Ms. Helwig, who lives nearby with her family, has a long relationship with St. Stephen-in-the-Fields, which she describes as a "tiny brick church" in Girls Fall Down. It was built in 1856 on the estate of George Taylor Denison, though Ms. Helwig says it's uncertain if the church (which was designed by Thomas Fuller, who also designed the Parliament buildings in Ottawa) was meant for the Denison family or for the labourers who lived on the 156-acre property. Despite its storied history, "for a long time it has been a poor church among the poor," she says. "The church has been on the verge of being closed since about 1910. Somehow we're still here."

She became priest-in-charge in 2013, rector last January, and plans to be "here until the Bishop tells me I'm not." The "small-but-growing" congregation (Sunday attendance hovers "around 40") is drawn from nearby Kensington Market and the areas south of College Street. She first came to the church in the late 1990s, first as volunteer and then co-ordinator of an out-of-the-cold program. Although the program moved to another church, St. Stephen-in-the-Fields still provides breakfast on Saturday and Sunday, and is in the middle of renovating its kitchen and parish hall. Ms. Helwig was drawn to the job here, in part, because of the church's status as a community hub – "the whole Kensington community really thinks of this as their church" – and not just for parishioners. "For the really marginalized people in the area, this has always been a safe space," she says, and indeed, the first afternoon I dropped by the church, a man was asleep on one of the pews.

"Sometimes I look out at my congregation and think, 'This is real diversity,'" she says. "You don't often see, really, people of different ethnic backgrounds, social backgrounds, radically different lives, all together in one room, being a community. I tell people the only thing we're not is bourgeois. Everything else is here."

Here is an increasingly wealthy area of the city, however, with several condo developments under way and homes creeping into the seven figures. "I don't know what the future of this parish is going to be," Ms. Helwig says. "What will happen as the neighbourhood changes, I don't know."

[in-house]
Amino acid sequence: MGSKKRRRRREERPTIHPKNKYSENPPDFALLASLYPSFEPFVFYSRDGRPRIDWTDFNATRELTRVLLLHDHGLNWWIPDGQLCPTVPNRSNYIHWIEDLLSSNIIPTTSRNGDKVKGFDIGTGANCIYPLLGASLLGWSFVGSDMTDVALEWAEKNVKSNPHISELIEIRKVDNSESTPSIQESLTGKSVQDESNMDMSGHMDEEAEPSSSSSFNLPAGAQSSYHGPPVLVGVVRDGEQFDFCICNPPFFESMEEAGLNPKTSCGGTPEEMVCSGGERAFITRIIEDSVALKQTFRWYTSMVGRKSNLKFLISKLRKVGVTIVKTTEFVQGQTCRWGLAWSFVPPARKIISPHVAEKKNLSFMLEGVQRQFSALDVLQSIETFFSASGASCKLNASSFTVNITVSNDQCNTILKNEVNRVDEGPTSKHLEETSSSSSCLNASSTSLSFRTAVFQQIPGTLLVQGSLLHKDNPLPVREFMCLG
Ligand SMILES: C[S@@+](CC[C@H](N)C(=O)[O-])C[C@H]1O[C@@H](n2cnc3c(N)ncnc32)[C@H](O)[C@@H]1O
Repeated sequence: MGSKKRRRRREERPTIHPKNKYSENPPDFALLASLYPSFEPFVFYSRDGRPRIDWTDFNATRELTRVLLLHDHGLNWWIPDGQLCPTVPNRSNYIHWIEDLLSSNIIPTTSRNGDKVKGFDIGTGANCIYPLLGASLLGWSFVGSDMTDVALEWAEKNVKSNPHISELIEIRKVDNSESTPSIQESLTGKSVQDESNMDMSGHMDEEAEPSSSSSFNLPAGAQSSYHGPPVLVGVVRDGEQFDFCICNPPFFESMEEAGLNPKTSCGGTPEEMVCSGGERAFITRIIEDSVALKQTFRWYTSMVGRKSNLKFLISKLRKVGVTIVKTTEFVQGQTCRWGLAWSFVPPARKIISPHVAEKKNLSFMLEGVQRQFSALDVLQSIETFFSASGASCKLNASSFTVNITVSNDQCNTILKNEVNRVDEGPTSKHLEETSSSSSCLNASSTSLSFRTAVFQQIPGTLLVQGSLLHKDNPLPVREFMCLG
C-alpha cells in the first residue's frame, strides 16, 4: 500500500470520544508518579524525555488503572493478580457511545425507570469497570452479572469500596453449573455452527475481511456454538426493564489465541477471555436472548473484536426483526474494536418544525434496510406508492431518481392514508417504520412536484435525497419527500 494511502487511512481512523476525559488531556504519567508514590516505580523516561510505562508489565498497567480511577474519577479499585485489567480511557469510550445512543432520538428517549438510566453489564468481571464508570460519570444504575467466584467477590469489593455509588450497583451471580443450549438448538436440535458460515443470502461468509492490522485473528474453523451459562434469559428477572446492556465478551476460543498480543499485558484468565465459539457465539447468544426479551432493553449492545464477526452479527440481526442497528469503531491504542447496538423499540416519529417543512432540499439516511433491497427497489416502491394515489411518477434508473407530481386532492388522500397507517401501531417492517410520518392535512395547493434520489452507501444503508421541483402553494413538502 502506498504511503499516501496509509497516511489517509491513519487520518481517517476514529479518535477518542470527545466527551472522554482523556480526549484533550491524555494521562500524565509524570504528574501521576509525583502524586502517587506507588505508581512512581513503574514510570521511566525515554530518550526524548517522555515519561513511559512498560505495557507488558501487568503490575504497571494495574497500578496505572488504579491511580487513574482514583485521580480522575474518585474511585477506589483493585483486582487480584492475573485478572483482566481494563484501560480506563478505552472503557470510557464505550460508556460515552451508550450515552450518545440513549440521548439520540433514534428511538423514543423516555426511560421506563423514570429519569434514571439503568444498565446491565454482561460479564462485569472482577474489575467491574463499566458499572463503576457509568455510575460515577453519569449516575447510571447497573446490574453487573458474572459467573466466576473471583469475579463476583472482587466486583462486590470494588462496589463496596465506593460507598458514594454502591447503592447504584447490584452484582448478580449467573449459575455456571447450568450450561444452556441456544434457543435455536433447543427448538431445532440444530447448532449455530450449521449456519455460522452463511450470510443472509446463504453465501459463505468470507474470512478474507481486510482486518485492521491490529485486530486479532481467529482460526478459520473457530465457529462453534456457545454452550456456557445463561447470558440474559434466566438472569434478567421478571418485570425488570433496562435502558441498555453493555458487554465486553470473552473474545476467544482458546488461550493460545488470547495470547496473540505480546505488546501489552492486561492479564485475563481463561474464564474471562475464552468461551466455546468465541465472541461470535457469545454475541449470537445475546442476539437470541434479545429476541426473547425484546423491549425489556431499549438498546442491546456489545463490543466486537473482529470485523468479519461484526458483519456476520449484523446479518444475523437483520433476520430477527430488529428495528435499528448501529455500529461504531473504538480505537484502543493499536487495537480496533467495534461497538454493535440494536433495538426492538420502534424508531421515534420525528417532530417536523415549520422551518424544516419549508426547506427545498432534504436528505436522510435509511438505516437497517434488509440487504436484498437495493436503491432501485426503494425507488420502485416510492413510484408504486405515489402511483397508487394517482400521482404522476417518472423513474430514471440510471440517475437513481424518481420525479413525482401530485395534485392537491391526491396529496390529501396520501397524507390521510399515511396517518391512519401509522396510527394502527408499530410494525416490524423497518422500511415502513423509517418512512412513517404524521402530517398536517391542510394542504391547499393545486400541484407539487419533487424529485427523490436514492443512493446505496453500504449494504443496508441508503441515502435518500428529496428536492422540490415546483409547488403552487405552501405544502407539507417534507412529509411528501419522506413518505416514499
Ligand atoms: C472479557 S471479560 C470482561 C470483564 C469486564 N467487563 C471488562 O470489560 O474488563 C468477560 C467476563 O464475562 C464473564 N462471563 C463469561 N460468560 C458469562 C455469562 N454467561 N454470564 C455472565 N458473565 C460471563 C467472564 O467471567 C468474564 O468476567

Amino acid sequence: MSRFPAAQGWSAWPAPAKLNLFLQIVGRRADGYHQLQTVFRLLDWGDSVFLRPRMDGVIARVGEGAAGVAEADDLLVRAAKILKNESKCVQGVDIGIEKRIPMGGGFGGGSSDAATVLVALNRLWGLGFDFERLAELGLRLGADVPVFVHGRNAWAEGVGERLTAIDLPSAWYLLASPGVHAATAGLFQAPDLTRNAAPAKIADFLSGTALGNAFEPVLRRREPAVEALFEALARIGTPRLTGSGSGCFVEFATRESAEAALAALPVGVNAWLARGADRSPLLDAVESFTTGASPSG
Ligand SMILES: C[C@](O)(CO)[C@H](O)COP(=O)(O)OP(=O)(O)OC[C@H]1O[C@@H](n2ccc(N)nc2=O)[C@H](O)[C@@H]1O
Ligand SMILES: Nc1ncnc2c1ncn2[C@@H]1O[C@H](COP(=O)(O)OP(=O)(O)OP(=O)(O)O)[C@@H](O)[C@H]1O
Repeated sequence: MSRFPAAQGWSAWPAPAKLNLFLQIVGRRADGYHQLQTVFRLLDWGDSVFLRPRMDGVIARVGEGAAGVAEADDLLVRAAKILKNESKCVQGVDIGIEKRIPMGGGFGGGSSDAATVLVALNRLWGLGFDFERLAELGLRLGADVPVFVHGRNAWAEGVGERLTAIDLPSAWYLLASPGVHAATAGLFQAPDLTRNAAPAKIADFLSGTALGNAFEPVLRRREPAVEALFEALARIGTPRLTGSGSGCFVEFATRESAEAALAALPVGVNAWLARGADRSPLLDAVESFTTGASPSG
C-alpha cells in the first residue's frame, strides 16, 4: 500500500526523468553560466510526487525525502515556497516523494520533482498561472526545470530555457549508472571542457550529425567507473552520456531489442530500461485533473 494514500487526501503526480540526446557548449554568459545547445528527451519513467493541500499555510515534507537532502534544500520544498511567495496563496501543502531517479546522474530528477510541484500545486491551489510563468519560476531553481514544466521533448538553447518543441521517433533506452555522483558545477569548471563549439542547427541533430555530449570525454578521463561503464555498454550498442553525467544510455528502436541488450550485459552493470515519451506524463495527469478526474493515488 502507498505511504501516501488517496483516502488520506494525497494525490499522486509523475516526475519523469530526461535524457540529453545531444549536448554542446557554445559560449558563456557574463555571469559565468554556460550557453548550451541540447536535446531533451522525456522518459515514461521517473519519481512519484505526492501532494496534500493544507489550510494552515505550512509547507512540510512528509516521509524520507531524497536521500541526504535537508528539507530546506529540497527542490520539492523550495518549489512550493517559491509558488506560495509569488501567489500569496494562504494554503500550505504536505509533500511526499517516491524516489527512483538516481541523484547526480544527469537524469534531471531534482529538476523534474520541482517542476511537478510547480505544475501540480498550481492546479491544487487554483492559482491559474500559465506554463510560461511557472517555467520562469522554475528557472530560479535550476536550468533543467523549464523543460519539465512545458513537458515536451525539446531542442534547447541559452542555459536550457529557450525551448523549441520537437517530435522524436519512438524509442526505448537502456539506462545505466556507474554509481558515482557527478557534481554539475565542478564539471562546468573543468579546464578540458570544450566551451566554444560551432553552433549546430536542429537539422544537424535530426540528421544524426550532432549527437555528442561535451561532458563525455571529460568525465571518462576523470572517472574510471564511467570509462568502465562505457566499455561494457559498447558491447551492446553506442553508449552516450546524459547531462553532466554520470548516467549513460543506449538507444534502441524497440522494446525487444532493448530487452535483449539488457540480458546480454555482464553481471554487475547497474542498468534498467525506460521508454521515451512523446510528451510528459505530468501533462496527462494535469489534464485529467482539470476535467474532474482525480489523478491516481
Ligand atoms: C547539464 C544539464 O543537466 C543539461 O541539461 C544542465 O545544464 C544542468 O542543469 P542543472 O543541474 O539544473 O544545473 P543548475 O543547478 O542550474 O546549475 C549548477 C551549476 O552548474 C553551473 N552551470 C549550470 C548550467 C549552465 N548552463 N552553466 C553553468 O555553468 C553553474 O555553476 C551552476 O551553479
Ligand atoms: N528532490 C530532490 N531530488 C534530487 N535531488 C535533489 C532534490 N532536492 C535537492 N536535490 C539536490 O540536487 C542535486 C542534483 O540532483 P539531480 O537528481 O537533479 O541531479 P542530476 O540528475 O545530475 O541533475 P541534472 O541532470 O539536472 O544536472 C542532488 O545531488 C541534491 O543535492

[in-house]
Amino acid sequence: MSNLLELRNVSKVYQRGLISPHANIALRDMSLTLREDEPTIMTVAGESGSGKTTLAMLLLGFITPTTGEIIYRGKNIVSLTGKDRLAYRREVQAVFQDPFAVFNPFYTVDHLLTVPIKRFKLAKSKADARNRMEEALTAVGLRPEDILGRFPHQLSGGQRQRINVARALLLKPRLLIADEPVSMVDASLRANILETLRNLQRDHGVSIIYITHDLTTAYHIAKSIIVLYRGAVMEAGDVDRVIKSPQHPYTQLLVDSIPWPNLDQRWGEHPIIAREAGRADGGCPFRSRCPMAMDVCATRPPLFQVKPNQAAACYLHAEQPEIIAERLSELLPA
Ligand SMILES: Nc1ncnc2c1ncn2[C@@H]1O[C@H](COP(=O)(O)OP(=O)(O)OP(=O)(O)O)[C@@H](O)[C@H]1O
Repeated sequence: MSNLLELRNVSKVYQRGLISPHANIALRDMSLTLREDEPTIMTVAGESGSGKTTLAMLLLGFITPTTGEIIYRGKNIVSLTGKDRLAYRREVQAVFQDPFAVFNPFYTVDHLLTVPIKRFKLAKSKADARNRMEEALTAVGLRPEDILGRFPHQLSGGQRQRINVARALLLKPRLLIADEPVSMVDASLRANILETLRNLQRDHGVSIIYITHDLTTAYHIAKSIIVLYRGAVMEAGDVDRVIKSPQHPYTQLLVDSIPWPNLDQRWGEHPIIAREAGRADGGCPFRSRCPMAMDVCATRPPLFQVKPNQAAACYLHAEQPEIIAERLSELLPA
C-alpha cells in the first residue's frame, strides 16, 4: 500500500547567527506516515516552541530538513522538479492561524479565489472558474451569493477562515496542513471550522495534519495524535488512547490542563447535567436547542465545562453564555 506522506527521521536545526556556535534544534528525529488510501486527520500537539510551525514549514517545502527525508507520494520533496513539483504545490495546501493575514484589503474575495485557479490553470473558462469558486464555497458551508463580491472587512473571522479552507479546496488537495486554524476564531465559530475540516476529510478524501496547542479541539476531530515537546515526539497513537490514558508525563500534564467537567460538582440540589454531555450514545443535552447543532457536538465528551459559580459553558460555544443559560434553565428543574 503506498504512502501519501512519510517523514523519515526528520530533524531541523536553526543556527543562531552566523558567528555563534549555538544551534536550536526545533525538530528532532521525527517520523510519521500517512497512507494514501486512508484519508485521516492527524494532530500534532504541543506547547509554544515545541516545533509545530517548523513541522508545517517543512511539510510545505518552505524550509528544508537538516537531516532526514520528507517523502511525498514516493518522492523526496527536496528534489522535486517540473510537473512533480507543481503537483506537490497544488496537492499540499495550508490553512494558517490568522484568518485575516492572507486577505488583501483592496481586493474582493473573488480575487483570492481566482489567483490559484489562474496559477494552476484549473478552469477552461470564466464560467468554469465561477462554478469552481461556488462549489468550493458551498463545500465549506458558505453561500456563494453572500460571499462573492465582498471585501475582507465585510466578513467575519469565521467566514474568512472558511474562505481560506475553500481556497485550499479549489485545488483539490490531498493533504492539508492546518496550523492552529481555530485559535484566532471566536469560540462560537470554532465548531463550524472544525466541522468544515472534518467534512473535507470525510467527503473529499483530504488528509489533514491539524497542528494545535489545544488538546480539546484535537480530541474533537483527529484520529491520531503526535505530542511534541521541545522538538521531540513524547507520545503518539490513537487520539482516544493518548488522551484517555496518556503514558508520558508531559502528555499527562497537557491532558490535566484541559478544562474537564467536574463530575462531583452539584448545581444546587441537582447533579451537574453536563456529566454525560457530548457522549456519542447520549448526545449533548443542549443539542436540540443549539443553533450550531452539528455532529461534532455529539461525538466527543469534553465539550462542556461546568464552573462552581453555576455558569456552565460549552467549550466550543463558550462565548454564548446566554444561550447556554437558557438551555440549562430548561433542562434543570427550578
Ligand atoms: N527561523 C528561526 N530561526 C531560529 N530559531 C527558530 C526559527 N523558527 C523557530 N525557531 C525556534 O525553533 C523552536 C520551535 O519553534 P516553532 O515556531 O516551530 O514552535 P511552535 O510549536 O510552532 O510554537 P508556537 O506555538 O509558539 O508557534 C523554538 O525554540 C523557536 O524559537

The church was up for sale about a decade ago, though if the same thing happened today, she says, "the neighbourhood would rise up and revolt, I can tell you. The neighbourhood loves this church and they would not let anything like that happen. They would chain themselves to the building."

It's something Ms. Helwig knows a lot about; she is, perhaps above all else, a social activist, and one willing to back up her views with action. She has been in jail five times and arrested approximately 100 times. "There are very few parishes where the clergy have actually bike-locked their necks to construction equipment," she says. Indeed, she adds, "for a long time my social justice work was my religious activity."

Being ordained hasn't changed much. The morning of our first interview, she'd participated in a "die in" at Finch subway station against Line 9, a 40-year-old pipeline that pumps crude oil from Sarnia to Montreal, including under the station and the surrounding poorer areas of the city; Enbridge, which owns the pipeline, is proposing to reverse the flow of oil and increase capacity. The parish has adopted a position against the pipeline – graffiti scrawled on the outside wall makes that clear. She happily recounts how she and other protesters lay on the floor of the subway station, pretending to be dead, for about half an hour before being removed by security. She considers her social justice work part of what she does and who she is – she was active in the solidarity movement with East Timor in their fight for independence, worked in Bosnia during the war and campaigned on the Thai-Burma border – with emphasis, at least these days, on indigenous and environmental issues.

"The gospel is about the Kingdom of God," she says. "It's about real things in the real world. It's about the planet and care for creation and social justice and the vision of a society of compassion and living that out. If the church isn't doing that, what are we good for?"

All this means there's little time to write poetry and fiction, though she's adamant that the writing she does – sermons nearly every week – is "real writing."

"I take it very seriously as literary production," she says.

"I don't think she's ever stopped being a writer," says her friend, the Rev. Andrea Budgey, the Humphrys Chaplain to the University of Toronto's Trinity College and an honorary assistant at St. Stephen-in-the-Field. "I think she sometimes laments that she doesn't have the time to sit down and do the kind of writing she used to. But, you know, every homily she writes is a beautifully crafted piece of prose. And I hope she does actually get around to putting them in a collection."